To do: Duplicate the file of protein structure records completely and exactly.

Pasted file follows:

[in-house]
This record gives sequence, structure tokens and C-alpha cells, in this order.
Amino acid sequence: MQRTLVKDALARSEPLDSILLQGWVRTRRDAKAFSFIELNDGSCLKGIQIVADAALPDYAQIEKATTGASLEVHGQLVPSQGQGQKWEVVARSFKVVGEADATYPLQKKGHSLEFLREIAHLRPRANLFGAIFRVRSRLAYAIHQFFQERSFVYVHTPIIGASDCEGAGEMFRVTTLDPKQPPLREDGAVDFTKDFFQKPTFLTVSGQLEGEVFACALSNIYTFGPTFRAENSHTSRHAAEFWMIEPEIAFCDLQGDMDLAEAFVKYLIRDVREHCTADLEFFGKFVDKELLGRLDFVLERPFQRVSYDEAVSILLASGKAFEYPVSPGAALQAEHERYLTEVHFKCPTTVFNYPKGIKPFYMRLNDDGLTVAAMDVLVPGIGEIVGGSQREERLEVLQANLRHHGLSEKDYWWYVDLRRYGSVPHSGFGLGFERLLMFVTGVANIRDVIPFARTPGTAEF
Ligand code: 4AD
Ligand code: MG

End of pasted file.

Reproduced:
[in-house]
This record gives sequence, structure tokens and C-alpha cells, in this order.
Amino acid sequence: MQRTLVKDALARSEPLDSILLQGWVRTRRDAKAFSFIELNDGSCLKGIQIVADAALPDYAQIEKATTGASLEVHGQLVPSQGQGQKWEVVARSFKVVGEADATYPLQKKGHSLEFLREIAHLRPRANLFGAIFRVRSRLAYAIHQFFQERSFVYVHTPIIGASDCEGAGEMFRVTTLDPKQPPLREDGAVDFTKDFFQKPTFLTVSGQLEGEVFACALSNIYTFGPTFRAENSHTSRHAAEFWMIEPEIAFCDLQGDMDLAEAFVKYLIRDVREHCTADLEFFGKFVDKELLGRLDFVLERPFQRVSYDEAVSILLASGKAFEYPVSPGAALQAEHERYLTEVHFKCPTTVFNYPKGIKPFYMRLNDDGLTVAAMDVLVPGIGEIVGGSQREERLEVLQANLRHHGLSEKDYWWYVDLRRYGSVPHSGFGLGFERLLMFVTGVANIRDVIPFARTPGTAEF
Ligand code: 4AD
Ligand code: MG